9780226104393

Rational Lives: Norms and Values in Politics and Society

by
  • ISBN13:

    9780226104393

  • ISBN10:

    0226104397

  • Edition: 1st
  • Format: Paperback
  • Copyright: 2000-05-01
  • Publisher: UNIV OF CHICAGO PRESS
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Summary

Those who study value conflicts have resisted rational choice approaches in the social sciences, contending that political conflict over cultural values is best explained by group loyalties, symbolic motives, and other "nonrational" factors. However, Chong shows that a single model can explain how people make decisions across both social and economic realms. He argues that our preferences result from a combination of psychological dispositions, which are shaped by social influences and developed over the life span. Chong's book yields insights about the circumstances under which preferences, beliefs, values, norms and group identifications are formed. It offers a provocative explanation of how ingrained social norms and values can change over time despite the forces maintaining the status quo. "Going beyond the tired polemics on both sides, [Chong] constructs a new interpretation of human behavior in which culture and individual rationality both matter. The synthesis is a more comprehensive and powerful explanatory framework than either side could have produced, and Chong's creativity should influence subsequent interpretations of our social life in fundamental ways."--Christopher H. Achen, University of Michigan

Author Biography

Dennis Chong is professor of political science at Northwestern University.

Table of Contents

List of Figures
ix
Acknowledgments xi
Introduction 1(10)
Interests versus Values
11(34)
Rational Choice
12(8)
Status Politics
20(4)
Symbolic Politics
24(2)
Does Rational Choice Theory Survive the Challenges Posed by the Symbolic Politics Research?
26(16)
Taking Stock of Expressive and Instrumental Theories
42(3)
A Model of Individual Choice
45(31)
Dispositions and Incentives
47(1)
Reference Groups and Conformity
47(4)
Group Dynamics
51(2)
A Model of Individual Choice
53(1)
Incentives: The Meaning of π
54(2)
Reinforcing Only L
56(1)
Reinforcing Only R
56(1)
Dispositions: The Meaning of a and b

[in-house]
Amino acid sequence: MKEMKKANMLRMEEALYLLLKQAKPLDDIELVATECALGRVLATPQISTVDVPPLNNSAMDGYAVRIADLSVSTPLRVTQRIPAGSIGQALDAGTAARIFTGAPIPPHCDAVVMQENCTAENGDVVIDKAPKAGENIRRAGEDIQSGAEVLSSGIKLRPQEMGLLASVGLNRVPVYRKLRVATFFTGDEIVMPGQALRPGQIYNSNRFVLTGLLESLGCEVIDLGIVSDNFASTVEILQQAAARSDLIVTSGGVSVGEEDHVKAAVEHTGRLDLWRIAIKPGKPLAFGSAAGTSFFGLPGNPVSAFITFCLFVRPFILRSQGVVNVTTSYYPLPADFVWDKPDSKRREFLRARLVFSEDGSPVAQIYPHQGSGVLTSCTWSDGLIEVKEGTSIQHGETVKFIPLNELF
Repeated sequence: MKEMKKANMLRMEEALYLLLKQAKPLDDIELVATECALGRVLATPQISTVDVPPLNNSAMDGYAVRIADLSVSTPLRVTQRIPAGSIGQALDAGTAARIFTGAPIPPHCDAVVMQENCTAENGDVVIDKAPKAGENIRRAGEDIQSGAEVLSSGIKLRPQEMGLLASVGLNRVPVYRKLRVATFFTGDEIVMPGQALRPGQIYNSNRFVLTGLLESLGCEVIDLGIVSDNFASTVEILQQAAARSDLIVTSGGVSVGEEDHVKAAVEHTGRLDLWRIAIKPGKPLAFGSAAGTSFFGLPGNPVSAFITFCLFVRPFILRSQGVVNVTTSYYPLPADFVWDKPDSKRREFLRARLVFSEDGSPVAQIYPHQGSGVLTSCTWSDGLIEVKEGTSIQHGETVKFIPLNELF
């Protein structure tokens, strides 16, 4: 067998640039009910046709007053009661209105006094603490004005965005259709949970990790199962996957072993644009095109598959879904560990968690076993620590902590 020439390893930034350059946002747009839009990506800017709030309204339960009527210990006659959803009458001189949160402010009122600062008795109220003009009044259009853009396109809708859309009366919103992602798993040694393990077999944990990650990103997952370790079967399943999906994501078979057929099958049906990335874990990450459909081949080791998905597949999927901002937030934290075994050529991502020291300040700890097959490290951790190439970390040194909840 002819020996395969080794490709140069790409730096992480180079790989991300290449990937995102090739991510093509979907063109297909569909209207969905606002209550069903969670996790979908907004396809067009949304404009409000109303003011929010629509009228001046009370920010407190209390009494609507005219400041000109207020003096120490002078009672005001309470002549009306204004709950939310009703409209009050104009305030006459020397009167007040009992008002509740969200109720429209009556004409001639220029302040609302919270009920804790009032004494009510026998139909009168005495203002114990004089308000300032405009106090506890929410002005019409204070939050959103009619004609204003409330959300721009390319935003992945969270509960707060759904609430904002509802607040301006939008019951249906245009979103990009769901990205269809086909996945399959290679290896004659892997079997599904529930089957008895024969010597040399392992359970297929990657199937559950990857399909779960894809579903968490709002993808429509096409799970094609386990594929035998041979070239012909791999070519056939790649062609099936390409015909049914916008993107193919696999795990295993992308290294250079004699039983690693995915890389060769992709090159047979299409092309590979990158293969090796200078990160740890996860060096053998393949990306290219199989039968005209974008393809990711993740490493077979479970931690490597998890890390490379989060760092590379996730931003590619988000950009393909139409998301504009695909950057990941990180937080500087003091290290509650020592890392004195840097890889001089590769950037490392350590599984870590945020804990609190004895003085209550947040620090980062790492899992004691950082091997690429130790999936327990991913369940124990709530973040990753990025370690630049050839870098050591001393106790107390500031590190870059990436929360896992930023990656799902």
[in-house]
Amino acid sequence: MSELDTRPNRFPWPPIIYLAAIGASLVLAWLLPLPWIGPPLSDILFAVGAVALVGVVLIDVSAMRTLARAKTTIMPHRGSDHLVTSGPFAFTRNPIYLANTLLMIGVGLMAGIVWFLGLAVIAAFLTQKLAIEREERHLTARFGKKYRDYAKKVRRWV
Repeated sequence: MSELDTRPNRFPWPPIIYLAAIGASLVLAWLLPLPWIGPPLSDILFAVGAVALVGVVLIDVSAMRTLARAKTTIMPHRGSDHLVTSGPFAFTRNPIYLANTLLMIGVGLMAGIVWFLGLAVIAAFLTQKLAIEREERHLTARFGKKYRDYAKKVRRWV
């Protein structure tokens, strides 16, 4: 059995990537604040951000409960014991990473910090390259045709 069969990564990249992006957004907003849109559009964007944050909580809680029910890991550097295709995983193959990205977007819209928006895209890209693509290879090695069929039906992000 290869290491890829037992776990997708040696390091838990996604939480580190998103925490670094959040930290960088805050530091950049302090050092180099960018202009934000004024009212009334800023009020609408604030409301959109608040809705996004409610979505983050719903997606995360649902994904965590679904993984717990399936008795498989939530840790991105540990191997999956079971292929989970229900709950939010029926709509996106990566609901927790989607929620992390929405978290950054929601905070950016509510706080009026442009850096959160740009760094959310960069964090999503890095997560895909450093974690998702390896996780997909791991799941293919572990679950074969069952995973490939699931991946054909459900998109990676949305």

57(2)
Exposure to Both L and R
59(3)
Deductions: The Interplay between Incentives and Dispositions
62(12)
Conclusion
74(2)
Coordination and Conflict
76(40)
Four Mechanisms of Defense
76(3)
Coordination Problems
79(8)
Ethnocentrism
87(11)
Vested Interests
98(8)
Majorities and Minorities
106(7)
Conclusion
113(3)
Cultural Mobilization
116(37)
Creating Common Frames of Reference
119(3)
Deductions
122(4)
General Strategies
126(4)
The Element of Surprise
130(4)
Convergence on a Focal Point
134(7)
Arguing with Principles
141(9)
Conclusion
150(3)
Economics Meets Morality in a Texas Community
153(33)
Background
154(4)
Setting the Agenda
158(2)
Framing Strategies following the First Vote
160(5)
Competing Worldviews
165(4)
The Role of Social and Moral Beliefs in Solving Coordination Problems
169(2)
Morality, Trust, and Social Order
171(2)
Political Repercussions of Cultural Diversity
173(3)
Evaluating Information and Reasoning about Means and Ends
176(4)
Are the Citizens of Williamson County Acting in Their Self-Interest?
180(4)
Conclusion
184(2)
Mass Adjustment to New Norms
186(26)
Incentives and Dispositions (Reprised)
188(2)
Social Adjustment to New Norms and Practices
190(3)
A Model of Social Adjustment
193(10)
Mechanisms of Social Change
203(3)
How the South Was Won
206(4)
Conclusion
210(2)
Culture and Strategy
212(21)
A Unifying Theory
213(1)
Value Formation
214(4)
Social Change
218(3)
The Limits of Rationality
221(1)
Expressive and Moral Action
222(6)
A Final Word
228(5)
Notes 233(32)
Biblography 265(18)
Index 283

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